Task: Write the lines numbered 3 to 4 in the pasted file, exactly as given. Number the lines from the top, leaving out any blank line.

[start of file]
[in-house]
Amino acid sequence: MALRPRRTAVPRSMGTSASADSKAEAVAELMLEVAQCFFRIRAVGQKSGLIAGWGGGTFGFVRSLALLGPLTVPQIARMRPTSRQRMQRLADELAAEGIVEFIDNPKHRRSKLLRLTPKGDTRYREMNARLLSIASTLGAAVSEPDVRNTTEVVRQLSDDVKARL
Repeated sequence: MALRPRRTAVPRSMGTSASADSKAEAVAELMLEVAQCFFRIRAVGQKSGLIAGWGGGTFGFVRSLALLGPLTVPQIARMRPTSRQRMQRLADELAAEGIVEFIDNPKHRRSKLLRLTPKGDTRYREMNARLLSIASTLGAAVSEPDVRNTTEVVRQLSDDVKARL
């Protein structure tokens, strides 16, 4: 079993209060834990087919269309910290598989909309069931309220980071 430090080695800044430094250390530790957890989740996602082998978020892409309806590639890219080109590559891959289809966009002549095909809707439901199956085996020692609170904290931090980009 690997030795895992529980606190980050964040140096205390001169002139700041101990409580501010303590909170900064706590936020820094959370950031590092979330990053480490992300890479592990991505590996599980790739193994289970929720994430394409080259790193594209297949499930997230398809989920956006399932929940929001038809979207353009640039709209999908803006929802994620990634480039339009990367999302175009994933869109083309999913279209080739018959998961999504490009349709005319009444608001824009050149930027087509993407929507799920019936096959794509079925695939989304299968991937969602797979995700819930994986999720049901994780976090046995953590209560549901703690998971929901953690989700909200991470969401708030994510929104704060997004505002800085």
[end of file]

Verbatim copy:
Repeated sequence: MALRPRRTAVPRSMGTSASADSKAEAVAELMLEVAQCFFRIRAVGQKSGLIAGWGGGTFGFVRSLALLGPLTVPQIARMRPTSRQRMQRLADELAAEGIVEFIDNPKHRRSKLLRLTPKGDTRYREMNARLLSIASTLGAAVSEPDVRNTTEVVRQLSDDVKARL
């Protein structure tokens, strides 16, 4: 079993209060834990087919269309910290598989909309069931309220980071 430090080695800044430094250390530790957890989740996602082998978020892409309806590639890219080109590559891959289809966009002549095909809707439901199956085996020692609170904290931090980009 690997030795895992529980606190980050964040140096205390001169002139700041101990409580501010303590909170900064706590936020820094959370950031590092979330990053480490992300890479592990991505590996599980790739193994289970929720994430394409080259790193594209297949499930997230398809989920956006399932929940929001038809979207353009640039709209999908803006929802994620990634480039339009990367999302175009994933869109083309999913279209080739018959998961999504490009349709005319009444608001824009050149930027087509993407929507799920019936096959794509079925695939989304299968991937969602797979995700819930994986999720049901994780976090046995953590209560549901703690998971929901953690989700909200991470969401708030994510929104704060997004505002800085």